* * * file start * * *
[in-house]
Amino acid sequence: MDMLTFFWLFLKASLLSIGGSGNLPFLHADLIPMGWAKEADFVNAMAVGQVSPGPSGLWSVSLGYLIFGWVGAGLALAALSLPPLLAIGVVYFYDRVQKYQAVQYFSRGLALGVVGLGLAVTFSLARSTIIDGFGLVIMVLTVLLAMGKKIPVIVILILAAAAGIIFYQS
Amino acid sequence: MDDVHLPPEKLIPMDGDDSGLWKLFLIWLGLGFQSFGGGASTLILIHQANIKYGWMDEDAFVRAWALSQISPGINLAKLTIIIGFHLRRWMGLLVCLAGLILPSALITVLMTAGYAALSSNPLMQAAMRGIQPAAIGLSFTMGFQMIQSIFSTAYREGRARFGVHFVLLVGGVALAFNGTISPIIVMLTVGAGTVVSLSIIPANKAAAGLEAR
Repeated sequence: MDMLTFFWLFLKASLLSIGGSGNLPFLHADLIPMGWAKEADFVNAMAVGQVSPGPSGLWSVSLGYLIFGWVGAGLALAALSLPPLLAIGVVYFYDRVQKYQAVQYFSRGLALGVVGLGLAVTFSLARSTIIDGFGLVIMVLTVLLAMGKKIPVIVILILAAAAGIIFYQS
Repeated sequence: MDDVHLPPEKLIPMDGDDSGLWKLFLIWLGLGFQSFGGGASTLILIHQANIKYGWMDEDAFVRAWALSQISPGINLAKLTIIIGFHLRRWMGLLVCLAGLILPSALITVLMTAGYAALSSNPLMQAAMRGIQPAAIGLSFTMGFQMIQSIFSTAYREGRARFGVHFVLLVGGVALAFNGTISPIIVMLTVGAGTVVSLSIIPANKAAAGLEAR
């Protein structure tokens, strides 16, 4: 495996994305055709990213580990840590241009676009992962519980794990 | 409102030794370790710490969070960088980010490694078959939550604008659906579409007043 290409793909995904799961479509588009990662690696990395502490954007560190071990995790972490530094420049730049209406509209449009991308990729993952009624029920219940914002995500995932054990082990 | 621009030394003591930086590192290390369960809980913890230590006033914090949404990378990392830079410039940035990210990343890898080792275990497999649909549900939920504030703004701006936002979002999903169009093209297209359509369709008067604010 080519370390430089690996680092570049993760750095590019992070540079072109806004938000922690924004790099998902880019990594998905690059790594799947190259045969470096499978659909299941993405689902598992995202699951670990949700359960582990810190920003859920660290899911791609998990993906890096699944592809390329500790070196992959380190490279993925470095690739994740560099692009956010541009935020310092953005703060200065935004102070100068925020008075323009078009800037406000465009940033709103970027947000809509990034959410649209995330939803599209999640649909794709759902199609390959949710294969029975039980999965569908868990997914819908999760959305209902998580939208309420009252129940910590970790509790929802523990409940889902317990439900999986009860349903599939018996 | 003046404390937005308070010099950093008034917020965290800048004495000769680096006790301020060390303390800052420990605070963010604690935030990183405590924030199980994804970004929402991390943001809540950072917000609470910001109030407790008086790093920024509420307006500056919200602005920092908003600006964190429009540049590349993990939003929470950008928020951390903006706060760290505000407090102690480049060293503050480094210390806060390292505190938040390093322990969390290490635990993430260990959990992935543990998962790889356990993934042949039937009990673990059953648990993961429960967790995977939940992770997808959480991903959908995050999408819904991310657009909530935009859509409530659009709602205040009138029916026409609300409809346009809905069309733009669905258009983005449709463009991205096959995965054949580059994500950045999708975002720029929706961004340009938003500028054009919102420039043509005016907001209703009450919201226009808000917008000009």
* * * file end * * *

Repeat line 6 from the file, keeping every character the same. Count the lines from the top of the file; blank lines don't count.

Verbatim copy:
């Protein structure tokens, strides 16, 4: 495996994305055709990213580990840590241009676009992962519980794990 | 409102030794370790710490969070960088980010490694078959939550604008659906579409007043 290409793909995904799961479509588009990662690696990395502490954007560190071990995790972490530094420049730049209406509209449009991308990729993952009624029920219940914002995500995932054990082990 | 621009030394003591930086590192290390369960809980913890230590006033914090949404990378990392830079410039940035990210990343890898080792275990497999649909549900939920504030703004701006936002979002999903169009093209297209359509369709008067604010 080519370390430089690996680092570049993760750095590019992070540079072109806004938000922690924004790099998902880019990594998905690059790594799947190259045969470096499978659909299941993405689902598992995202699951670990949700359960582990810190920003859920660290899911791609998990993906890096699944592809390329500790070196992959380190490279993925470095690739994740560099692009956010541009935020310092953005703060200065935004102070100068925020008075323009078009800037406000465009940033709103970027947000809509990034959410649209995330939803599209999640649909794709759902199609390959949710294969029975039980999965569908868990997914819908999760959305209902998580939208309420009252129940910590970790509790929802523990409940889902317990439900999986009860349903599939018996 | 003046404390937005308070010099950093008034917020965290800048004495000769680096006790301020060390303390800052420990605070963010604690935030990183405590924030199980994804970004929402991390943001809540950072917000609470910001109030407790008086790093920024509420307006500056919200602005920092908003600006964190429009540049590349993990939003929470950008928020951390903006706060760290505000407090102690480049060293503050480094210390806060390292505190938040390093322990969390290490635990993430260990959990992935543990998962790889356990993934042949039937009990673990059953648990993961429960967790995977939940992770997808959480991903959908995050999408819904991310657009909530935009859509409530659009709602205040009138029916026409609300409809346009809905069309733009669905258009983005449709463009991205096959995965054949580059994500950045999708975002720029929706961004340009938003500028054009919102420039043509005016907001209703009450919201226009808000917008000009």